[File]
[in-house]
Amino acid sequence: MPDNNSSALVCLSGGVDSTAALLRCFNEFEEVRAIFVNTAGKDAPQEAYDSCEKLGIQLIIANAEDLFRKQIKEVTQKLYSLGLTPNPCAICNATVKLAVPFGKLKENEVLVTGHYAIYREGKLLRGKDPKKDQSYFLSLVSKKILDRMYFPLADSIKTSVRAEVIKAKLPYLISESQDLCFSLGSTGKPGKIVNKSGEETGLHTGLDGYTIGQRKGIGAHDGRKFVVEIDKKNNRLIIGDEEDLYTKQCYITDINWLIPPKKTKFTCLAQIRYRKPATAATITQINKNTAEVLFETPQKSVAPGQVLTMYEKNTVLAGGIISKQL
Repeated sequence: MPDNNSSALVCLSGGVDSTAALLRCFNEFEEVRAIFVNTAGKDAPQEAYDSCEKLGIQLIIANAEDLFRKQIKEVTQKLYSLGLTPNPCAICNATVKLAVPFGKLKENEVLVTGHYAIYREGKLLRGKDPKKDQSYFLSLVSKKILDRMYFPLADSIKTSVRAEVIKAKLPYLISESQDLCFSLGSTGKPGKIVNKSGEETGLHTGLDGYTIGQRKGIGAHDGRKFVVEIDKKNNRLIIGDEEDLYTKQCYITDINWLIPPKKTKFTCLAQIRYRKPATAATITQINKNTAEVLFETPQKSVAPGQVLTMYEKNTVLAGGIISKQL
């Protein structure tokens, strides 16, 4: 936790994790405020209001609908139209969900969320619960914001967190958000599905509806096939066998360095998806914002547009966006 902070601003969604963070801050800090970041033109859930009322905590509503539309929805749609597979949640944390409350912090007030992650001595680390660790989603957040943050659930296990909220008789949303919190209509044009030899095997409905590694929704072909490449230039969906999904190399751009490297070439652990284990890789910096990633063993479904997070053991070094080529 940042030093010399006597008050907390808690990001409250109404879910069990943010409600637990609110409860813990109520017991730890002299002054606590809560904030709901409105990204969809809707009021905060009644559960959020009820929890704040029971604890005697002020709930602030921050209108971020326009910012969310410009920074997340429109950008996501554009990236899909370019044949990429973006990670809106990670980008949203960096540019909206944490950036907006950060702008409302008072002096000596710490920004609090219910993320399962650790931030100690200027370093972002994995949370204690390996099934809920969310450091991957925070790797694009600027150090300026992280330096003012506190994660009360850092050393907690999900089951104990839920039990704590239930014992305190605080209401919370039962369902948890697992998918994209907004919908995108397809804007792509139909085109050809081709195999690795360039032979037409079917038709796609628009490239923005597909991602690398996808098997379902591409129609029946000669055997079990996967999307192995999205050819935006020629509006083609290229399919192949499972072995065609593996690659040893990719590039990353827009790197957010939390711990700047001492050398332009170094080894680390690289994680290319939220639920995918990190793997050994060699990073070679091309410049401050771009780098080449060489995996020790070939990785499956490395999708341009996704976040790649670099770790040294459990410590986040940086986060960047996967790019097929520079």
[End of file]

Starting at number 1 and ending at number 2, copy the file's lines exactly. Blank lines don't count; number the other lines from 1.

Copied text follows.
[in-house]
Amino acid sequence: MPDNNSSALVCLSGGVDSTAALLRCFNEFEEVRAIFVNTAGKDAPQEAYDSCEKLGIQLIIANAEDLFRKQIKEVTQKLYSLGLTPNPCAICNATVKLAVPFGKLKENEVLVTGHYAIYREGKLLRGKDPKKDQSYFLSLVSKKILDRMYFPLADSIKTSVRAEVIKAKLPYLISESQDLCFSLGSTGKPGKIVNKSGEETGLHTGLDGYTIGQRKGIGAHDGRKFVVEIDKKNNRLIIGDEEDLYTKQCYITDINWLIPPKKTKFTCLAQIRYRKPATAATITQINKNTAEVLFETPQKSVAPGQVLTMYEKNTVLAGGIISKQL